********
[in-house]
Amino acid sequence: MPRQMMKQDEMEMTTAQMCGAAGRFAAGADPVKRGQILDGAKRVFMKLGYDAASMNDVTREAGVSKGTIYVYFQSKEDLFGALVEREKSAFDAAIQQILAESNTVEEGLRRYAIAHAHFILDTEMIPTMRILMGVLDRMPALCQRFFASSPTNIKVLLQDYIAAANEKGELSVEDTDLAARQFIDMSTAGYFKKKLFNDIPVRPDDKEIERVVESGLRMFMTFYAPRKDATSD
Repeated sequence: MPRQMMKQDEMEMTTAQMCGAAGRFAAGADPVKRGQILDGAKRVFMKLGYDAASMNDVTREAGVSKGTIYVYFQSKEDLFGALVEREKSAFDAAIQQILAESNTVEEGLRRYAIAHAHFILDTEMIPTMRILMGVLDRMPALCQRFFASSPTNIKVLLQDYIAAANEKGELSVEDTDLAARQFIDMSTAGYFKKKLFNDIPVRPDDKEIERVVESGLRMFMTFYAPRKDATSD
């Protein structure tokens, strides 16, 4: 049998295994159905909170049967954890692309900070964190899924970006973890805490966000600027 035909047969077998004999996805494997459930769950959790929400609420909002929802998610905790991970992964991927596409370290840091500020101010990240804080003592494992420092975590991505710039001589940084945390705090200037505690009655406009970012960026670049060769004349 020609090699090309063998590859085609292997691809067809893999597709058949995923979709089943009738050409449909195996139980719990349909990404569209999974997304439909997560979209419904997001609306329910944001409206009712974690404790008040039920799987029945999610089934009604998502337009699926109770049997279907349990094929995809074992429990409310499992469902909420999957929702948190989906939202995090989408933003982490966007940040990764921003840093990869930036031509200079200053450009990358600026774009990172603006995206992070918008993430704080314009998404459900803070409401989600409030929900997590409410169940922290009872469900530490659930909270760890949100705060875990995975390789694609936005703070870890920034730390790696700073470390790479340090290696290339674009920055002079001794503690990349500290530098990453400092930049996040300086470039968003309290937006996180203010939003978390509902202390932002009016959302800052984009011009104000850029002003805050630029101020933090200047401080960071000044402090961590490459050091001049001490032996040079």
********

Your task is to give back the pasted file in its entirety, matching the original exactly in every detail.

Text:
[in-house]
Amino acid sequence: MPRQMMKQDEMEMTTAQMCGAAGRFAAGADPVKRGQILDGAKRVFMKLGYDAASMNDVTREAGVSKGTIYVYFQSKEDLFGALVEREKSAFDAAIQQILAESNTVEEGLRRYAIAHAHFILDTEMIPTMRILMGVLDRMPALCQRFFASSPTNIKVLLQDYIAAANEKGELSVEDTDLAARQFIDMSTAGYFKKKLFNDIPVRPDDKEIERVVESGLRMFMTFYAPRKDATSD
Repeated sequence: MPRQMMKQDEMEMTTAQMCGAAGRFAAGADPVKRGQILDGAKRVFMKLGYDAASMNDVTREAGVSKGTIYVYFQSKEDLFGALVEREKSAFDAAIQQILAESNTVEEGLRRYAIAHAHFILDTEMIPTMRILMGVLDRMPALCQRFFASSPTNIKVLLQDYIAAANEKGELSVEDTDLAARQFIDMSTAGYFKKKLFNDIPVRPDDKEIERVVESGLRMFMTFYAPRKDATSD
């Protein structure tokens, strides 16, 4: 049998295994159905909170049967954890692309900070964190899924970006973890805490966000600027 035909047969077998004999996805494997459930769950959790929400609420909002929802998610905790991970992964991927596409370290840091500020101010990240804080003592494992420092975590991505710039001589940084945390705090200037505690009655406009970012960026670049060769004349 020609090699090309063998590859085609292997691809067809893999597709058949995923979709089943009738050409449909195996139980719990349909990404569209999974997304439909997560979209419904997001609306329910944001409206009712974690404790008040039920799987029945999610089934009604998502337009699926109770049997279907349990094929995809074992429990409310499992469902909420999957929702948190989906939202995090989408933003982490966007940040990764921003840093990869930036031509200079200053450009990358600026774009990172603006995206992070918008993430704080314009998404459900803070409401989600409030929900997590409410169940922290009872469900530490659930909270760890949100705060875990995975390789694609936005703070870890920034730390790696700073470390790479340090290696290339674009920055002079001794503690990349500290530098990453400092930049996040300086470039968003309290937006996180203010939003978390509902202390932002009016959302800052984009011009104000850029002003805050630029101020933090200047401080960071000044402090961590490459050091001049001490032996040079």